New York's Capital Region in 50 Objects

New York's Capital Region in 50 Objects


Each region of the nation has its own distinctive history and identity. The New York’s Capital Region—consisting of Albany, Rensselaer, Schenectady, and Saratoga Counties—is no different. But what best identifies the region? What events, objects, people, and ideas have contributed to its character and uniqueness?

To learn the answers, we presented these questions to the numerous museums, historical organizations, libraries, and residents of the Capital Region. The fifty objects that were ultimately selected present an exciting history of the Capital Region, including well-known favorites but also unexpected surprises. Some of the fifty objects characterize very broad topics like the textile industry and the Hudson River School of art, while others embody large populations of people who shaped the character of the region, such as the Dutch and the Iroquois. Many objects represent specific people or events, such as writer William Kennedy and the Battle of Saratoga. In some instances, the objects represent themselves, like the GE Monitor Top refrigerator and Albany’s beloved Nipper statue. A complementary image accompanies each of the fifty objects, providing context and additional information.

Overall, the fifty objects clearly demonstrate that this narrowly circumscribed part of New York State has played an astonishing role in shaping the history of the nation and, in several instances, the world beyond the confines of our national borders.

Henry Johnson

Henry Johnson Boulevard, Henry Johnson Charter School, and this bust sculpted by
Vincent Forte, Sr., are a few examples of how the memory of decorated soldier Henry Johnson lives on in the city of Albany. Johnson was an infantry soldier who served during World War I, a time when African Americans were segregated into “colored” units. Serving with the French on the front line, Johnson’s actions in combat earned him France’s highest military honor, the Croix de Guerre avec Palme, and posthumously the U.S. Purple Heart in 1996, the Distinguished Service Cross in 2002, and the U.S. Congressional Medal of Honor in 2015.

Born about 1892 in Winston-Salem, North Carolina, Johnson moved to Albany as a teenager and worked various jobs including railway porter at Albany's Union Station. At the onset of the United States’ involvement in World War I, in 1917, Johnson traveled to New York City to enlist in the United States Army. He was placed in the 15th New York Infantry Regiment, later the 369th Infantry Regiment, as part of the American Expeditionary Forces that consisted mostly of African American soldiers. They were known as the “Harlem Hellfighters” since most soldiers came from the Harlem section of New York City.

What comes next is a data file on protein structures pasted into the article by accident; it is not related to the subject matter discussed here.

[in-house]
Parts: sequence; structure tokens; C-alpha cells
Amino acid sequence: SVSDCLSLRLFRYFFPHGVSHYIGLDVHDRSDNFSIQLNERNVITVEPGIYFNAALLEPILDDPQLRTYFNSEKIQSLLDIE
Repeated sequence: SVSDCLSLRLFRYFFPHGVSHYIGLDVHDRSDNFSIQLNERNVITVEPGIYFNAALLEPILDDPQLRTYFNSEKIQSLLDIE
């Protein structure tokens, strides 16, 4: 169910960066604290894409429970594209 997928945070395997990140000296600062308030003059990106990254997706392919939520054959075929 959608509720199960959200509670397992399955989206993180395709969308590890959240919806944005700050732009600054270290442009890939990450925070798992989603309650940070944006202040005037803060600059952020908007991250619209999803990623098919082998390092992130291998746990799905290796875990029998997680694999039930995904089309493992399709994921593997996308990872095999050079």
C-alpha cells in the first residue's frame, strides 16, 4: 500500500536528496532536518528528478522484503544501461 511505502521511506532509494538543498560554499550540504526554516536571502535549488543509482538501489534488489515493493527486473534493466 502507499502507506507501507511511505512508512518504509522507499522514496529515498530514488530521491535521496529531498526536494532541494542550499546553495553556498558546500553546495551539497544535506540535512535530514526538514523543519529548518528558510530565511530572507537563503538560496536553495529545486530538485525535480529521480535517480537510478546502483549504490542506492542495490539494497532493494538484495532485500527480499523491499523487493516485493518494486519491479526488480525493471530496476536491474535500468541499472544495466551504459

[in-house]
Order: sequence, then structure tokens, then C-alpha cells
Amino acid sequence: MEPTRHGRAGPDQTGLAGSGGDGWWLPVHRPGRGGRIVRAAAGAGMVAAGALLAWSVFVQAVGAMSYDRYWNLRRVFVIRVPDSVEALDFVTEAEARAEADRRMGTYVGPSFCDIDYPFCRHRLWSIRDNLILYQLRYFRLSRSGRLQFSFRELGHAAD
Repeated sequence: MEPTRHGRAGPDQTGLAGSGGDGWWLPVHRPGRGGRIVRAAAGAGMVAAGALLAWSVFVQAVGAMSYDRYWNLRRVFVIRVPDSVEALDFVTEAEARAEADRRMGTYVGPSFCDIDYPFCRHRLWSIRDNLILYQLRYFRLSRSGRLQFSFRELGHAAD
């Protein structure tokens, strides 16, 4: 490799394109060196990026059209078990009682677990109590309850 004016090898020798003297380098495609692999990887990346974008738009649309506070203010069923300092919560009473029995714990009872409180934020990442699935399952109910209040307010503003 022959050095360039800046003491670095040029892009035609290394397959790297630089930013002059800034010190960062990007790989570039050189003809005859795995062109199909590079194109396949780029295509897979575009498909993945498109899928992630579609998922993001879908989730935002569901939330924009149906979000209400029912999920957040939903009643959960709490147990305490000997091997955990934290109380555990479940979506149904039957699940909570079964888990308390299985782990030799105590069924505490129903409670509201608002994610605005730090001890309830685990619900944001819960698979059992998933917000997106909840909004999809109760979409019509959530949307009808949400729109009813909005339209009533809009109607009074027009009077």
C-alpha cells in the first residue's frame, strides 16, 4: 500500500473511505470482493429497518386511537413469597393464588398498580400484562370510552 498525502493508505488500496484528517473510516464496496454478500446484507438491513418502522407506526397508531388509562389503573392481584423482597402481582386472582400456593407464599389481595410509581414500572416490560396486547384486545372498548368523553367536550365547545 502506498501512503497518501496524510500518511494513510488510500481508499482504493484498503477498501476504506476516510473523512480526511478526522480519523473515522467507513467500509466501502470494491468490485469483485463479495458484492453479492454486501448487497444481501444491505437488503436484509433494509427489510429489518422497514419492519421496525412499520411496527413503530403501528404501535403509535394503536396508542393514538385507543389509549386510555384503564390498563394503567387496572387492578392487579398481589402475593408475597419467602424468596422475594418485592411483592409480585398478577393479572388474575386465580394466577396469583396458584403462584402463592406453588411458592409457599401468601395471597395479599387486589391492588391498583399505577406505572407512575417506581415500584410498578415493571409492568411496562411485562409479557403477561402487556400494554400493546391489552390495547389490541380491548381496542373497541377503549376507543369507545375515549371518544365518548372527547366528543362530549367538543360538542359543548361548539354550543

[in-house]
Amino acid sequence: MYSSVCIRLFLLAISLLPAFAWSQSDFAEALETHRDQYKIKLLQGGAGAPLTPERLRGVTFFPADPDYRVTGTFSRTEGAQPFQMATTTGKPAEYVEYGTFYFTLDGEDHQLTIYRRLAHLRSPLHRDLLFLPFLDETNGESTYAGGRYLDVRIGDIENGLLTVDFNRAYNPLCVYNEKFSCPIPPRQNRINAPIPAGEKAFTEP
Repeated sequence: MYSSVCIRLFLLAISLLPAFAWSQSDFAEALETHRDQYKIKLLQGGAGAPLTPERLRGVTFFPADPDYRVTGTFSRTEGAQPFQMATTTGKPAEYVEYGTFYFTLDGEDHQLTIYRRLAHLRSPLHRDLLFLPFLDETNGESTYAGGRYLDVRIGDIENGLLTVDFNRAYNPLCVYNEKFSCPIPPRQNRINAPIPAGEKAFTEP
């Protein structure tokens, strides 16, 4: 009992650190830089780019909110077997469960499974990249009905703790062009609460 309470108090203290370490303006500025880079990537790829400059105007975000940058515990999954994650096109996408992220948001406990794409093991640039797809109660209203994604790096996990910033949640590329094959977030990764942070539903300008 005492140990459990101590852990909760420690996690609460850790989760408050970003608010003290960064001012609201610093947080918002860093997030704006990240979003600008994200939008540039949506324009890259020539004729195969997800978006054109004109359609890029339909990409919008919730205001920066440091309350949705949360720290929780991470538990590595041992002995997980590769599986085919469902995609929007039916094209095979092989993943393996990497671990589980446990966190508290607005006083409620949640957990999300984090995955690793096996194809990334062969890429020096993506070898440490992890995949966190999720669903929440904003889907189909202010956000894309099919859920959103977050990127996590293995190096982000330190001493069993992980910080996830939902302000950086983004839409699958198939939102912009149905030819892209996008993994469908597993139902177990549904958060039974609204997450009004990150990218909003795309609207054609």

On May 15, 1918, Johnson was on sentry duty with another soldier when they were attacked by German forces. Johnson fought off nearly a dozen German soldiers and caused several casualties. When his fellow soldier was wounded, Johnson prevented his capture. With fighting reduced to hand-to-hand combat, Johnson was able to hold off the German advance and survive the battle, although he sustained multiple wounds. He returned to the U.S. with his regiment in 1919 but was unable to take up his position at Albany’s Union Station because of his wounds. Johnson died in July 1929 without U.S. recognition or a disability pension.

The plaster bust created by Capital Region sculptor Vince Forte, Sr. served as the model for a bronze bust installed and dedicated in Albany’s Washington Park in 1996.

Bust of Henry Johnson

Vince Forte, Sr. (1931–2003) | 1995

Medium: Plaster

Credit: Gift of Michelina T. Forte

Famous New York Soldiers Return Home, the 369th Infantry

Gelatin silver photographic print


Courtesy of U.S. National Archives and Records Administration

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